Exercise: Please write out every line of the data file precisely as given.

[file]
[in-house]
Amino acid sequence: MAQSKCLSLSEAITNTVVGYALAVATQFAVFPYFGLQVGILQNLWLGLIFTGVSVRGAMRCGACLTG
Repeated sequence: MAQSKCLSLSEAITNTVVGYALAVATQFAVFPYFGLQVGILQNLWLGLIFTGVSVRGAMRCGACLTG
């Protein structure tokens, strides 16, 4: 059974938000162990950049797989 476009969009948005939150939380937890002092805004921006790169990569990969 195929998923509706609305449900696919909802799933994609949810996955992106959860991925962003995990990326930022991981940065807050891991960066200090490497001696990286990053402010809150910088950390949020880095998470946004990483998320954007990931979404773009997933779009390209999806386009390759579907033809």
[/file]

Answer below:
[in-house]
Amino acid sequence: MAQSKCLSLSEAITNTVVGYALAVATQFAVFPYFGLQVGILQNLWLGLIFTGVSVRGAMRCGACLTG
Repeated sequence: MAQSKCLSLSEAITNTVVGYALAVATQFAVFPYFGLQVGILQNLWLGLIFTGVSVRGAMRCGACLTG
């Protein structure tokens, strides 16, 4: 059974938000162990950049797989 476009969009948005939150939380937890002092805004921006790169990569990969 195929998923509706609305449900696919909802799933994609949810996955992106959860991925962003995990990326930022991981940065807050891991960066200090490497001696990286990053402010809150910088950390949020880095998470946004990483998320954007990931979404773009997933779009390209999806386009390759579907033809």